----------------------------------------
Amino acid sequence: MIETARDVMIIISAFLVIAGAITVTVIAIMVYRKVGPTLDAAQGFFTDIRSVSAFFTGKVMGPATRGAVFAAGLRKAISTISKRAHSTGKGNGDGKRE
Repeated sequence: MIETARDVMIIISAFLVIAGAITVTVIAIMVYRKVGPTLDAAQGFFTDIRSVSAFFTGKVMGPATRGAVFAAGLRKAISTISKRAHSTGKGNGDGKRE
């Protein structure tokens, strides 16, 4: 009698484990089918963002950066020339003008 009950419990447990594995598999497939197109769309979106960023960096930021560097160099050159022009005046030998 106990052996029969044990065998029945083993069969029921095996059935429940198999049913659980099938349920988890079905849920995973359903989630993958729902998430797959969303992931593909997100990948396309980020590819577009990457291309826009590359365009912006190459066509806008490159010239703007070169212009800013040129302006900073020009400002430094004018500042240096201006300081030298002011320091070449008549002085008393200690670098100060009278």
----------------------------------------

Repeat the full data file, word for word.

Amino acid sequence: MIETARDVMIIISAFLVIAGAITVTVIAIMVYRKVGPTLDAAQGFFTDIRSVSAFFTGKVMGPATRGAVFAAGLRKAISTISKRAHSTGKGNGDGKRE
Repeated sequence: MIETARDVMIIISAFLVIAGAITVTVIAIMVYRKVGPTLDAAQGFFTDIRSVSAFFTGKVMGPATRGAVFAAGLRKAISTISKRAHSTGKGNGDGKRE
């Protein structure tokens, strides 16, 4: 009698484990089918963002950066020339003008 009950419990447990594995598999497939197109769309979106960023960096930021560097160099050159022009005046030998 106990052996029969044990065998029945083993069969029921095996059935429940198999049913659980099938349920988890079905849920995973359903989630993958729902998430797959969303992931593909997100990948396309980020590819577009990457291309826009590359365009912006190459066509806008490159010239703007070169212009800013040129302006900073020009400002430094004018500042240096201006300081030298002011320091070449008549002085008393200690670098100060009278």